"My attitude about something like the presidency is that you don't want to just be the president. You want to change the country. You want to make a unique contribution. You want to be a great president."

Time flies, but the guy has been nothing if not consistent.

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Friday, May 16, 2008

The Great Leap Forward

I've always suspected that my generation and below really couldn't be bothered by the racial, sexual and gender identity issues that so perplexed and challenged those who came of age in the turbulent '60s and before. That same boomer generation has always wagged its finger at Gen X, Y, Z, etc., preaching that those who forget the past are doomed to repeat it, but I think the assumption was that the younger generations were outright ignorant of polarizing political strife rather than indifferent to and beyond it. Those are two very different things. Barack Obama running for president (and likely winning), the slow expansion of equal rights of gay couples, environmental awareness and human rights issues ... these are the kinds of things that earn a shrug - "like, duh" - from young people but still get a rise out of the "before" generation, still fighting a losing battle of laws and rhetoric while younger Americans have increasingly muted the volume or changed the channel.

Well, I have a hunch this election cycle is one of the last gasps of that "before" generation, which, no matter who gets elected in November, will soon give way permanently to the "after" generation. There will always fundamentalists, reactionaries and extremists in self-imposed exile. But (West Virginian yokels aside) I suspect they're having more and more trouble hiding from humanism. They can keep their Bibles and "don't ask, don't tell" approach to anything that might differ from their ingrained but truly ignorant beliefs. The rest of us are, surely and steadily, moving on to a brighter future.

And that's not idealism, either. It's reality, which gets harder and harder to outlaw and legislate down to stalemate as time marches on.

Of course, some might argue our enlightened friends in Europe and elsewhere are there already, but I'm not so sure. The Europeans have the same generation gap that Americans have, but the young folks are, I suspect, more complacent, which in turn leads to stagnation. When you take progress for granted you stop progressing. America, on the other hand, really seems on the cusp of something. For the first time in at least a couple of decades if not as long as 60 years, we may have a chance to take the reigns of global leadership once again, but rather than use that power to rally troops and drop bombs, maybe for once we'll actually start trying to make the world a better place, not just for Americans but for everyone.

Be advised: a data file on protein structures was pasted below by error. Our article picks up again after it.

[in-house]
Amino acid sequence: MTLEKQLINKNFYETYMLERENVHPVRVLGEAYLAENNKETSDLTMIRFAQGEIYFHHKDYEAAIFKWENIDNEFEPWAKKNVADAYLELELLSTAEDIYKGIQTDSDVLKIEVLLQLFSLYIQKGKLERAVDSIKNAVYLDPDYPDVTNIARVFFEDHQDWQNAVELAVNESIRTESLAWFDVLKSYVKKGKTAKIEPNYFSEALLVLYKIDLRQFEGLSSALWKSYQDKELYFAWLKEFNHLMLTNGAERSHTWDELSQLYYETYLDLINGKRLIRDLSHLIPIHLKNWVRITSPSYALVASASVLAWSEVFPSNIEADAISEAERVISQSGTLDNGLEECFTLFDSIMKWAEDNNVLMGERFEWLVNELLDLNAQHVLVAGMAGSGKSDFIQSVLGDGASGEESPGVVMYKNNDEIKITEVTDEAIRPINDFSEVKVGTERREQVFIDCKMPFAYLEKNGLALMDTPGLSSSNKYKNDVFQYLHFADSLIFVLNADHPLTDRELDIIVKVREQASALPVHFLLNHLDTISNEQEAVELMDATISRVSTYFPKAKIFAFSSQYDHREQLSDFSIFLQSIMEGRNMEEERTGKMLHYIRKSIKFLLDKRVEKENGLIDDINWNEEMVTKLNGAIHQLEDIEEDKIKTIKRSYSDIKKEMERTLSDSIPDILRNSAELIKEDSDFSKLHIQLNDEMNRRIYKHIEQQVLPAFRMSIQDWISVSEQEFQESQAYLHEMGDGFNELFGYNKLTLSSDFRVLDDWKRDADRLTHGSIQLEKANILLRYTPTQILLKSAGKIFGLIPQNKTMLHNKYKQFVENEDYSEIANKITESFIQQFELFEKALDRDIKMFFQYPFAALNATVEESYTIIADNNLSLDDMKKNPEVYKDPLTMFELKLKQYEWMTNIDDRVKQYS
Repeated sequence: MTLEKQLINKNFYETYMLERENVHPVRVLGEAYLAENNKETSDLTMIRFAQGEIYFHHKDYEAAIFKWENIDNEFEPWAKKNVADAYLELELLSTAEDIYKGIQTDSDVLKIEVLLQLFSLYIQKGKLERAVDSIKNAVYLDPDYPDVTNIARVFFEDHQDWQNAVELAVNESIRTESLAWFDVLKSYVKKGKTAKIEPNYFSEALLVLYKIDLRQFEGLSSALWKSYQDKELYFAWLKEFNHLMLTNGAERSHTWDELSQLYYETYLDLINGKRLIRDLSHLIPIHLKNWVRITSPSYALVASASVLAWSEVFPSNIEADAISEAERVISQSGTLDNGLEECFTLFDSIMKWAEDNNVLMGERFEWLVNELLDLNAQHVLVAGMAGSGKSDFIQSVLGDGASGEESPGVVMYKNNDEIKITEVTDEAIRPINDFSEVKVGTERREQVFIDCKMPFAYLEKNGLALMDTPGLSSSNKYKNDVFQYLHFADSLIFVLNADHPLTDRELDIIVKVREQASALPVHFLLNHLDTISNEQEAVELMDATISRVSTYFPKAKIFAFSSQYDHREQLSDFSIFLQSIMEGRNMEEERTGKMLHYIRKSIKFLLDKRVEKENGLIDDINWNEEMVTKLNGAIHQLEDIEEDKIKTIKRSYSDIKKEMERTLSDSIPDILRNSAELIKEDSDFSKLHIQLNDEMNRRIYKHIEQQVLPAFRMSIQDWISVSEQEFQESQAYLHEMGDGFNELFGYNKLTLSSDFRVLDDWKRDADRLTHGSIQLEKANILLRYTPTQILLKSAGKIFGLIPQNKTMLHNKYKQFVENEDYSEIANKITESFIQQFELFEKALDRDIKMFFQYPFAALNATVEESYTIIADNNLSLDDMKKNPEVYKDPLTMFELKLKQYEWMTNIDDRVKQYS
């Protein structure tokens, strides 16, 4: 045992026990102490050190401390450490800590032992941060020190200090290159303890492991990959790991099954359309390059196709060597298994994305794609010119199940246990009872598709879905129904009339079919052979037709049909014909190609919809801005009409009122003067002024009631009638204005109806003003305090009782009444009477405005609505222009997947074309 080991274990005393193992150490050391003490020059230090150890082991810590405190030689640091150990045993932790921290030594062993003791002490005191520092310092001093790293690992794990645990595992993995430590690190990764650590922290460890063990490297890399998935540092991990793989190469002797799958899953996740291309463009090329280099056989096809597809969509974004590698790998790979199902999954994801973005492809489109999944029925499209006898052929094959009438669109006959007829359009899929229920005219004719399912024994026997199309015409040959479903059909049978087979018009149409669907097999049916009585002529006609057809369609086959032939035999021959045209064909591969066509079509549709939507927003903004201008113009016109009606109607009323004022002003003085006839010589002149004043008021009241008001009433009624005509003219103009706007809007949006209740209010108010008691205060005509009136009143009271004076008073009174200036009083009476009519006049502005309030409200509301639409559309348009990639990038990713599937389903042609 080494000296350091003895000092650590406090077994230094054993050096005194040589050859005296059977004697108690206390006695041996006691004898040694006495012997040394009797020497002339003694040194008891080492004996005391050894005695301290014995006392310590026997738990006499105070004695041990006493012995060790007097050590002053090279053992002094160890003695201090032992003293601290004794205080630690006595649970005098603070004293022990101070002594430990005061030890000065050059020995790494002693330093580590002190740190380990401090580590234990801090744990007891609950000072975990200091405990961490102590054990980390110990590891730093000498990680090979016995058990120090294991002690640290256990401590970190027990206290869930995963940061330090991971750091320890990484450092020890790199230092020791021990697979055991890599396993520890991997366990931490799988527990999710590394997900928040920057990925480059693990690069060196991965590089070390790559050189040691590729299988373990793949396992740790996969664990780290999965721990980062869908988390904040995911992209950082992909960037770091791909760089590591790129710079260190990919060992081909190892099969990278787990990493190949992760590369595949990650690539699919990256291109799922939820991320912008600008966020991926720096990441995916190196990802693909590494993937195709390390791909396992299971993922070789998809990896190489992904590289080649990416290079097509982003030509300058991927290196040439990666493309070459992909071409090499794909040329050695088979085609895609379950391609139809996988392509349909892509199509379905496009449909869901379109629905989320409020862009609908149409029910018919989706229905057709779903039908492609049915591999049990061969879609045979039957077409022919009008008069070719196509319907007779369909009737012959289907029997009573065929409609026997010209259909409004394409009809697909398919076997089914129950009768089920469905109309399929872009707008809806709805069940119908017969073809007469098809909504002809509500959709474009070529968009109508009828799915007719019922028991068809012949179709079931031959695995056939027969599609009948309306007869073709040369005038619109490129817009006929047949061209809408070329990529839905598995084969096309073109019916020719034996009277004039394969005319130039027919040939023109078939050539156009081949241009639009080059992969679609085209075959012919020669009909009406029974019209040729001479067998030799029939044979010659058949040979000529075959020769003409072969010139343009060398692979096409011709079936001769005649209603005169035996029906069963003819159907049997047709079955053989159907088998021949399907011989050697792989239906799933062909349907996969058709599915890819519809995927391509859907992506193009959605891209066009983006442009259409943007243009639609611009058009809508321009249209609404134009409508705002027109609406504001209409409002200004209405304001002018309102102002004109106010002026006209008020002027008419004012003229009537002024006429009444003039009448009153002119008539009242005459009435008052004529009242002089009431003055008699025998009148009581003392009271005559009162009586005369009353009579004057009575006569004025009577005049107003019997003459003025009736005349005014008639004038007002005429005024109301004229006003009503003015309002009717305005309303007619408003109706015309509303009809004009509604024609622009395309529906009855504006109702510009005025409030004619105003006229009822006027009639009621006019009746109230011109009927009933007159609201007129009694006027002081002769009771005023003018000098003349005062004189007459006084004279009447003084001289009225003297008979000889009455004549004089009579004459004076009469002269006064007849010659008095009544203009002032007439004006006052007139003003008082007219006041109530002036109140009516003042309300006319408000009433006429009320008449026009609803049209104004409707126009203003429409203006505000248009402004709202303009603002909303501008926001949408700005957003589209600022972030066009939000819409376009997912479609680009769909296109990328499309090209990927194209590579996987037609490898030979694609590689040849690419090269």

Now that, I'm afraid, is totally idealistic. But one can only hope, right?

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Thursday, May 15, 2008

Golfing in Hell

President Job, jackass that he is, claimed the sacrifice he himself made in light of all the men and women losing their lives in Iraq was to give up golfing. No, really. He actually said that. But like just about anything that comes out of Job's mouth, don't believe it. Indeed, apparentlyPresident Job couldn't quite resist the call of the clubs.

Could he be the worst President in U.S. history? Quite likely. Either way, the best thing about enduring eight long years of this destructive, divisive asshole is that I'll live to see his long descent into a sort of private hell. After all, his mistakes have already been more than adequately documented, yet obviously more and more mistakes, malfeasance and malicious activity will be unearthed once he leaves office and that shroud of arrogance and secrecy falls down around his ankles. Then the knives will come out. You think Nixon had it bad? You ain't seen nothing yet. This guy will have decades of shit dumped at his feet - if not on his head - again and again and again.